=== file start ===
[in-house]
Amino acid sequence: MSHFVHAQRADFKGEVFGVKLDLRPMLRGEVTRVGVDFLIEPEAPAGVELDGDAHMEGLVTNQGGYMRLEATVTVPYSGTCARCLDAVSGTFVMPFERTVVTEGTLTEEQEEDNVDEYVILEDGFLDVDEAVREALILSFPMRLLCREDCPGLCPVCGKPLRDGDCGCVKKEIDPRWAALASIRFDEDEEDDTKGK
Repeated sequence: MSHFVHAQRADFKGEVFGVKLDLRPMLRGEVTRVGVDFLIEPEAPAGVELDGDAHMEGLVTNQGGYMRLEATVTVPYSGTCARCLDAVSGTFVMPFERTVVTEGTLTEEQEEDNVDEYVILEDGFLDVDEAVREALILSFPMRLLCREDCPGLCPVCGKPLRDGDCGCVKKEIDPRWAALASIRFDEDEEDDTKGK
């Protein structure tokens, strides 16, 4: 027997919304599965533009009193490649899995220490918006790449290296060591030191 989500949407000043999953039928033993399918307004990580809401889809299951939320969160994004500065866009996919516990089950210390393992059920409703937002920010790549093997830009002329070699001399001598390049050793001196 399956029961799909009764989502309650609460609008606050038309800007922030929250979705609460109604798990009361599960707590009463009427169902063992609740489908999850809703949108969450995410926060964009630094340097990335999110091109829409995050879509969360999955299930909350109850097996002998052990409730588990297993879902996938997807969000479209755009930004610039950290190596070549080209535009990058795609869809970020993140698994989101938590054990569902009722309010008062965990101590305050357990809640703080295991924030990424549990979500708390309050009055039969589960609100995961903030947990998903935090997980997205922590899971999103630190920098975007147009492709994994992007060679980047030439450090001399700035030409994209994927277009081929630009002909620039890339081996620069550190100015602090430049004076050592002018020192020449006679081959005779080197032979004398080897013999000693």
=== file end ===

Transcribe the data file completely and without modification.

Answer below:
[in-house]
Amino acid sequence: MSHFVHAQRADFKGEVFGVKLDLRPMLRGEVTRVGVDFLIEPEAPAGVELDGDAHMEGLVTNQGGYMRLEATVTVPYSGTCARCLDAVSGTFVMPFERTVVTEGTLTEEQEEDNVDEYVILEDGFLDVDEAVREALILSFPMRLLCREDCPGLCPVCGKPLRDGDCGCVKKEIDPRWAALASIRFDEDEEDDTKGK
Repeated sequence: MSHFVHAQRADFKGEVFGVKLDLRPMLRGEVTRVGVDFLIEPEAPAGVELDGDAHMEGLVTNQGGYMRLEATVTVPYSGTCARCLDAVSGTFVMPFERTVVTEGTLTEEQEEDNVDEYVILEDGFLDVDEAVREALILSFPMRLLCREDCPGLCPVCGKPLRDGDCGCVKKEIDPRWAALASIRFDEDEEDDTKGK
């Protein structure tokens, strides 16, 4: 027997919304599965533009009193490649899995220490918006790449290296060591030191 989500949407000043999953039928033993399918307004990580809401889809299951939320969160994004500065866009996919516990089950210390393992059920409703937002920010790549093997830009002329070699001399001598390049050793001196 399956029961799909009764989502309650609460609008606050038309800007922030929250979705609460109604798990009361599960707590009463009427169902063992609740489908999850809703949108969450995410926060964009630094340097990335999110091109829409995050879509969360999955299930909350109850097996002998052990409730588990297993879902996938997807969000479209755009930004610039950290190596070549080209535009990058795609869809970020993140698994989101938590054990569902009722309010008062965990101590305050357990809640703080295991924030990424549990979500708390309050009055039969589960609100995961903030947990998903935090997980997205922590899971999103630190920098975007147009492709994994992007060679980047030439450090001399700035030409994209994927277009081929630009002909620039890339081996620069550190100015602090430049004076050592002018020192020449006679081959005779080197032979004398080897013999000693």